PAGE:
MCN Columnists
David Poland

By David Poland poland@moviecitynews.com

20 Weeks To Oscar: Year of the Reconstructed Rom-Com

Award seasons have a theme that emerges as the season progresses. With the arrival of Phantom Thread and The Post, this year is loaded with rom-coms that don’t want to be rom-coms.

The form has been torn down in recent years and barely exists now in Hollywood movies, indies, or even TV. But take the idea of a romantic comedy about, say, the black guy being brought home to meet the over-exuberant white suburban parents and give it a twist… and BAM!… Get Out.

Lady Bird is a romantic comedy about a young woman who has two intense relationships, one with her mother and another with her best female friend, both of which are strained to the edge by the moment it’s time to leave home.

Call Me By Your Name is a super-charming coming-of-age comedy between a young man and a hot older man who do the dance of romance. It even includes sex with a piece of fruit-not-yet-made-into-pie.

The Big Sick is the closest to a traditional romantic comedy… except the primary romance is between the wannabe boyfriend and the parents of the comatose girlfriend he’s no longer dating.

Downsizing is a romantic comedy, though you don’t really know that until late in the second act. Alexander Payne is working on many layers, so it doesn’t stink of rom-com… but that, ultimately, is what it is.

The Shape of Water is the most traditional romantic drama on the board… a classic romance between a gilled creature with supernatural powers and a mute cleaning woman who communicate without words (mostly) and touch on high drama while avoiding high comedy (mostly).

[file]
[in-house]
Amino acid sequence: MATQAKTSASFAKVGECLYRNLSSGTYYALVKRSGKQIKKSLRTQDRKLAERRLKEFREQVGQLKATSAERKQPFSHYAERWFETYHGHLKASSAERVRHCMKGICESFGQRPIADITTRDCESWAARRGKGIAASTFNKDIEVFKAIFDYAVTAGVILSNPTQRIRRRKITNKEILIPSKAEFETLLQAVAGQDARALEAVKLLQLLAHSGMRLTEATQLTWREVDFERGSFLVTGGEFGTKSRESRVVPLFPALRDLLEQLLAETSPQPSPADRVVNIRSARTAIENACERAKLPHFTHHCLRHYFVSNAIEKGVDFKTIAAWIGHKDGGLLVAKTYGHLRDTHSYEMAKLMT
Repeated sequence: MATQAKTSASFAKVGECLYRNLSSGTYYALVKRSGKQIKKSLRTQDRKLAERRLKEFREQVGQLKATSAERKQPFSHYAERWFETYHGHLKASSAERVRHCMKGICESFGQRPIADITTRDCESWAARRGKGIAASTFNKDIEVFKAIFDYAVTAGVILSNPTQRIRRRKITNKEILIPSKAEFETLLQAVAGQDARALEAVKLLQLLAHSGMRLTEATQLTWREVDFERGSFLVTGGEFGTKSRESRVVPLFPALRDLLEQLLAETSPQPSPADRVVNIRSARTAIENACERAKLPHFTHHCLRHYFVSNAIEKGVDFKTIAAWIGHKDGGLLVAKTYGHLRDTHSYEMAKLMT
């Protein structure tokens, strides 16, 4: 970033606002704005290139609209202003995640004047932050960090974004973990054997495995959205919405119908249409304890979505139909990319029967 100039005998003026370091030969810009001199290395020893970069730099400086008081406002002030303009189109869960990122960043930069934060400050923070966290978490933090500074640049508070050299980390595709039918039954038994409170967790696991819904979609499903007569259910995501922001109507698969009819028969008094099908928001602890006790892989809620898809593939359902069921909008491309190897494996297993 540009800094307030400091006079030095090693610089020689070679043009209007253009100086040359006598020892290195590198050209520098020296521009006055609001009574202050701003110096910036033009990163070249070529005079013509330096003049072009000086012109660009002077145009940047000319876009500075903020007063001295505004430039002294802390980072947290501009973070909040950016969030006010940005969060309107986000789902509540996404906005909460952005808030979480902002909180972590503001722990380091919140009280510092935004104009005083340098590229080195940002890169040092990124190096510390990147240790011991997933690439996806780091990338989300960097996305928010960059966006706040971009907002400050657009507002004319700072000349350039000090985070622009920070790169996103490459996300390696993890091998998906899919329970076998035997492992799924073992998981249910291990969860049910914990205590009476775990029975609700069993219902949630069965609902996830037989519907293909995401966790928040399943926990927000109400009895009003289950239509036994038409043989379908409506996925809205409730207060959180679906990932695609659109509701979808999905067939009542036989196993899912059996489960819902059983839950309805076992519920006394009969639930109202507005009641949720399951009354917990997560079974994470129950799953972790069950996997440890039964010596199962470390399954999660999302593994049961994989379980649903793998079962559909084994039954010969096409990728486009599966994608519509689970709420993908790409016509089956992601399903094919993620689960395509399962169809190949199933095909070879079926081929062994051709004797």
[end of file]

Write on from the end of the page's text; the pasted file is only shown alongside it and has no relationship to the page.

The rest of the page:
Victoria & Abdul is the classic girl meets boy from the wrong side of the tracks while-family-objects comedy, in royal garb.

Three Billboards Outside of Ebbing, Missouri has a comic romance, as one character tries to couple with another and fails… but the movie, a story about a single renegade up against the system, keeps sliding into intimate dyads between different men and this woman.

The Post is a romantic comedy between two people not having a romantic relationship, Katharine Graham and Ben Bradlee. He’s just one more entrance from doing a Kramer when coming into her house. I got confirmation of this notion from the film’s writers just a couple days ago… they used the term non-romantic romance about the leads.

Phantom Thread is the least obvious rom-com in the group… but perhaps the closest to being the traditional form, in spite of Paul Thomas Anderson’s remarkable detail work and a very serious performance by Daniel Day Lewis. When you look closely, aside from getting sucked into its lush, gorgeous period earnestness, it is a coming-of-age movie for a man in his 50s and a tale of how a young woman figures out how to land the man she wants. The most surprising thing about the film is how funny it is… If you allow yourself to laugh for fear of being on the wrong page. (Go ahead… laugh… it’s the driest funny in years.)

There are, of course, variations on this notion. Darkest Hour is surprisingly light at times, but not a rom-com in any way. Dunkirk is neither light nor a rom-com. Ditto Mudbound. The Florida Project is a comedy, but Sean Baker smartly avoids  romance.

All in all, a romantic year as we suffer through a distinctly non-romantic political period. And a lot of humor, although earned in ways other than the traditional hooks of rom-coms.

It’s also worth noting that the vast majority of these films are in a period other than now. Only Get Out, The Big Sick and The Florida Project are of this moment… and none of them are tied to this very moment… they all could just as easily be set five years ago.